Bats are a protected species across the UK and Europe, so if you’re planning to do any work that might disturb them, their breeding sites or resting places, you need to be sure how many bats there are and of what species before doing anything.
If you’re planning any work, you will need to commission a bat survey – as whether it’s stated outright in your planning consent or not, it’s a legal requirement to make sure your project won’t affect any bats.
It’s the duty of every planning authority to consider whether it’s likely that your proposals will have an impact on bats, and they need detailed and robust evidence about how bats use your site, and what measures you will be taking to mitigate any impact on them.
Why is it so important to look after bats?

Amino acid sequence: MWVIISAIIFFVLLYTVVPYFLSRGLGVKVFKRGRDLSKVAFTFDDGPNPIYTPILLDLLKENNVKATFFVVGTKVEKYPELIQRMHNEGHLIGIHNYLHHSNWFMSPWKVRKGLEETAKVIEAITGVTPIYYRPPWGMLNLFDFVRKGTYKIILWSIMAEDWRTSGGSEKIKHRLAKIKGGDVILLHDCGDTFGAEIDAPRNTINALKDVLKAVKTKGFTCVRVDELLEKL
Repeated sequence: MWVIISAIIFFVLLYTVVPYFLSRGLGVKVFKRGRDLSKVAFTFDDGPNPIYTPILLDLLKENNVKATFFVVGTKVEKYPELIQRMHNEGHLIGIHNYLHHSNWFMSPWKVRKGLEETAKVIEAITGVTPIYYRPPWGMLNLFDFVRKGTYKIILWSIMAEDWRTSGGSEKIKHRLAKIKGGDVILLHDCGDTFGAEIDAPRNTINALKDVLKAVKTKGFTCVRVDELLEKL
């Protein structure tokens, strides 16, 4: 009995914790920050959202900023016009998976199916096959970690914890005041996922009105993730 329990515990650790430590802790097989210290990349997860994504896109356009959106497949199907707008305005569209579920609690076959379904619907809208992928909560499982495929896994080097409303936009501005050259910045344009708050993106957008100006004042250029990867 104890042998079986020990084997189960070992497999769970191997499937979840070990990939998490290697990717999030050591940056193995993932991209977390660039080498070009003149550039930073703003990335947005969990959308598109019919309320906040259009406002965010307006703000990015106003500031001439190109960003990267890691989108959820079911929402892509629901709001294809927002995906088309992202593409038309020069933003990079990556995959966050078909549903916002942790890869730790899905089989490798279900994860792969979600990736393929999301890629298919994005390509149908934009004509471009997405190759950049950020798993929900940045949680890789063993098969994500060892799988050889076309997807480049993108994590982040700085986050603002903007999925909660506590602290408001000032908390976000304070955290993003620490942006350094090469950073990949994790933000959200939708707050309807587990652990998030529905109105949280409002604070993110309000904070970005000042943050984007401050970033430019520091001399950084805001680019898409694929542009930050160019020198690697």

On a personal level, if you don’t take the necessary steps to look after bats, you could be facing six months in jail and unlimited fines. To avoid this, taking on an environmental consultant to assist from the earliest stages of planning will ensure you have the accurate and up-to-date knowledge you need. With different planning requirements in each country of the UK, this knowledge is even more important.
Environmentally, bats play a crucial role in many habitats, pollinating flowers and controlling pests. Bats are also ‘indicator species’ in some areas, acting as a signal about the health of the wider habitat – if bat numbers start to decline, it can be a sign that other species are struggling or that the local habitat is being poorly managed.
Bats can be so integral to the success of a habitat that they’ve even been known to reintroduce plants to areas which have previously been cleared. They are a unique means of seed dispersal which wouldn’t be possible without them.
How is a bat survey carried out?
Any bat survey needs to be carried out by a licensed bat surveyor. Their expertise will help in analysing both your site and the area around it, looking to ensure your project won’t disturb any roosting spots, or the bats’ ability to breed or look after their young.